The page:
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Rivian IPO, Supply Chain Torment, Musk Tweet on Hertz - What's Moving Markets

EconomyNov 02, 2021 18:56
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By Geoffrey Smith -- Rivian, a company without any meaningful sales to date, plans an IPO that would be the third largest in U.S. history after Alibaba (NYSE:BABA) and Facebook (NASDAQ:FB). The world’s supply chain agony is set to drag on for at least another five months. Stocks and oil are quiet as the Federal Reserve starts its two-day meeting, but the central bank of Australia shows that inflation hawks aren’t having things all their own way just yet. Tesla (NASDAQ:TSLA) stock falls in premarket after an eye-catching tweet by Elon Musk. Here’s what you need to know in financial markets on Tuesday, 2nd November.

1. Rivian eyes $8.4 billion IPO

Rivian, the electric van and truck maker backed by Amazon (NASDAQ:AMZN) and Ford, is looking to raise up to $8.4 billion in what would be one of the world’s biggest ever initial public offerings.

The company, which has yet to sell its products in any meaningful volume, is targeting a valuation of around $53 billion – more than Ferrari (NYSE:RACE) and only a little less than Honda. If achieved, that could unlock substantial value both for Amazon, which holds a stake of just under 20%, and Ford Motor (NYSE:F), which owns 5%.

Amazon has already ordered 100,000 of the company’s planned electric vans in an attempt to cut the carbon footprint of its delivery network. Rivian’s expects its other source of revenue to be high-end pickup trucks, a space where it will compete with Tesla, as and when the latter’s ‘cybertruck’ plans are realized.

2. Nintendo, Maersk flag supply chain woes to drag on

The global supply chain drama got a couple of fresh twists overnight. AP Moeller-Maersk, the Danish shipping company that accounts for one in five of the world’s containers, said it expects the extraordinarily tight conditions for shipping to continue at least through the end of the first quarter of 2022.

The company also increased its share buyback program by $5 billion and branched out further into air freight operations.

Elsewhere, the newspaper Nikkei reported that Nintendo’s production of its Switch (NYSE:SWCH) game console will likely fall to 24 million in the current fiscal year (which ends in March), down from 28.8 million last year, due to shortages of silicon chips. Nintendo would be the latest in a growing list of companies that also includes Apple (NASDAQ:AAPL) to admit that supply chain issues are making it impossible to keep up with rampant demand from customers worldwide.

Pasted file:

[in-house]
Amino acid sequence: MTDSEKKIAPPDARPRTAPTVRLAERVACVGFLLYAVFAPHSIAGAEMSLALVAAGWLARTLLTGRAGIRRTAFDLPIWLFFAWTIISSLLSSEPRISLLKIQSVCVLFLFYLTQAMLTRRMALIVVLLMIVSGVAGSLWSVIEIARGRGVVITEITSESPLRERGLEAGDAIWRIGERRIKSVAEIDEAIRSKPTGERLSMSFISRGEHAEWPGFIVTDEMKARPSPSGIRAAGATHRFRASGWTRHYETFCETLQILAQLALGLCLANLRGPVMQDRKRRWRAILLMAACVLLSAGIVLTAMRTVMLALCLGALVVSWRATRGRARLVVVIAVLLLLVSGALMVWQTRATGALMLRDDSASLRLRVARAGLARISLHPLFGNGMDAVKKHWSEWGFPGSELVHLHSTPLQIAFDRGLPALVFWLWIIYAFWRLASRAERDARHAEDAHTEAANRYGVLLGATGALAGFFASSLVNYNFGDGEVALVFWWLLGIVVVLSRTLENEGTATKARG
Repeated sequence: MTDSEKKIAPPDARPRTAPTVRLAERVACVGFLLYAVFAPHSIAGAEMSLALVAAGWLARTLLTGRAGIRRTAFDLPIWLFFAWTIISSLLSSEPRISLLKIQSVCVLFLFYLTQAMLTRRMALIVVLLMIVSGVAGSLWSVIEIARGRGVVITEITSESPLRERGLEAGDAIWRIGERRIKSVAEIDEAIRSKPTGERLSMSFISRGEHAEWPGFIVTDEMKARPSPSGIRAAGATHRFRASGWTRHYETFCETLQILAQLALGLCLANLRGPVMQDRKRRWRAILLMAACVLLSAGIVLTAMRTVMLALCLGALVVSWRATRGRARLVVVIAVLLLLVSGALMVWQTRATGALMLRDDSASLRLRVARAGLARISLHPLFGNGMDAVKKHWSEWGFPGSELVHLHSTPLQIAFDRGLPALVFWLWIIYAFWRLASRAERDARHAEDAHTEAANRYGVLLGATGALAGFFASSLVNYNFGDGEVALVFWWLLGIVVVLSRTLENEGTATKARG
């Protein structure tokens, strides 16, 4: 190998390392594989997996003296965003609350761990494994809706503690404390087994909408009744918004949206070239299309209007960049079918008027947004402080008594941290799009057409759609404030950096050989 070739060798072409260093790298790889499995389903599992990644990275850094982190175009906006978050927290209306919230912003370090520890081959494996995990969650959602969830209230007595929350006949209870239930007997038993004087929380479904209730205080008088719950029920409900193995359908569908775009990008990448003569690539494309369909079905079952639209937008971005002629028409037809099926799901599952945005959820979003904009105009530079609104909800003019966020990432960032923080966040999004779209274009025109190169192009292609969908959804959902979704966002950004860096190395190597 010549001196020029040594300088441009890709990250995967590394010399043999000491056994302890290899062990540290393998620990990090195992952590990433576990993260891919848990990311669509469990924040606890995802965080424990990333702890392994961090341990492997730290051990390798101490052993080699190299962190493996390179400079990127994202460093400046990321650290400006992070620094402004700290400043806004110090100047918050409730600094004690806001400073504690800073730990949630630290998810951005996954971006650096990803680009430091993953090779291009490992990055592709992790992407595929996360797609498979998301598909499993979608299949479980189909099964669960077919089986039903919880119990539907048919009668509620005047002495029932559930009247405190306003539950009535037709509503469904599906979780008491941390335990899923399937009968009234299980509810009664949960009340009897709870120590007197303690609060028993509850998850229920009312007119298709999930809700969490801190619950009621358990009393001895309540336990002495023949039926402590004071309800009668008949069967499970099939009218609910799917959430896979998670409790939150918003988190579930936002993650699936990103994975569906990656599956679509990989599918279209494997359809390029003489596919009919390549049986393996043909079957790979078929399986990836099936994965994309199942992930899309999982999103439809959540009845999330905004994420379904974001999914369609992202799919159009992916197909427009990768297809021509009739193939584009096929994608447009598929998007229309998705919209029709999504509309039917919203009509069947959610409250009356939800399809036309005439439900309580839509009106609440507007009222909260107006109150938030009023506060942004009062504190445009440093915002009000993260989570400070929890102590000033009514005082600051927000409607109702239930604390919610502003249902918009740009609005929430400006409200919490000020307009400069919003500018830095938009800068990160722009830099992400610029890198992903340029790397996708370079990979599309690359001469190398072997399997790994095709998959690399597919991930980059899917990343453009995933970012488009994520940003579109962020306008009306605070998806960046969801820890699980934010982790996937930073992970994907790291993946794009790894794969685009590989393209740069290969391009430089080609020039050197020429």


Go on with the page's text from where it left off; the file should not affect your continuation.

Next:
3. Stocks set to open flat; Tesla corrects after rally

U.S. stocks are set to open in consolidation mode later, after closing at new all-time highs on Monday. The market is likely to settle down ahead of the Federal Reserve’s policy meeting, which starts later Tuesday and concludes on Wednesday.

By 6:30 AM ET (1030 GMT), Dow Jones futures were down 4 points, effectively flat, while S&P 500 futures were down by less than 0.1% and Nasdaq 100 futures were down by 0.2%.

Stocks likely to be in focus later include Tesla and Hertz Global, after the former’s CEO Elon Musk tweeted that the two companies still haven’t signed a contract for the $4.5 billion order that added nearly $300 billion of market value to the EV maker.

 Earnings are due early from – among others – Pfizer (NYSE:PFE), Dupont, Rockwell Automation (NYSE:ROK), Global Payments (NYSE:GPN) and Gartner (NYSE:IT), while T-Mobile, Amgen (NASDAQ:AMGN), Activision Blizzard (NASDAQ:ATVI), Match Group (NASDAQ:MTCH) and Mondelez (NASDAQ:MDLZ) all report after the close.

4. Australia shows inflation hawks aren’t in control - yet

Inflation hawks got a reality check overnight as the Reserve Bank of Australia, which was expected by many to raise its key interest rate to rein in inflation that’s running over 3%, refused to do so. It said the country’s labor market still wasn’t strong enough to require such a step.

The RBA did however end its policy of trying to control the country’s yield curve, a policy modelled on the Bank of Japan’s. It said it will no longer intervene in the bond market to keep the three-year bond market at 0.1%, having signalled as much last week when market speculation blew the three-year note up to just under 1%.

At least one part of the Australian economy is going through a sobering cool-off. Iron ore futures prices fell another 5% in China on Tuesday, and have now reversed all of their gains since March 2020. That’s due in large measure to collapsing demand from Chinese steel companies, whose biggest customer is the real estate sector. 

5. Oil steady ahead of Fed, OPEC+; API Eyed

Crude oil prices were also mixed overnight as the market heads into a period of wait-and-see ahead of the Fed meeting. Another meeting, of the Organization of Petroleum Exporting Countries and other big exporters led by Russia – the so-called OPEC+ group – is also casting its shadow. That meeting is due on Thursday.

By 6:30 AM ET, U.S. crude futures were down 0.1% at $83.94 a barrel, while Brent futures were effectively flat at $84.72 a barrel.

The American Petroleum Institute will release its weekly data on U.S. inventories at 4:30 PM ET as usual.

Rivian IPO, Supply Chain Torment, Musk Tweet on Hertz - What's Moving Markets

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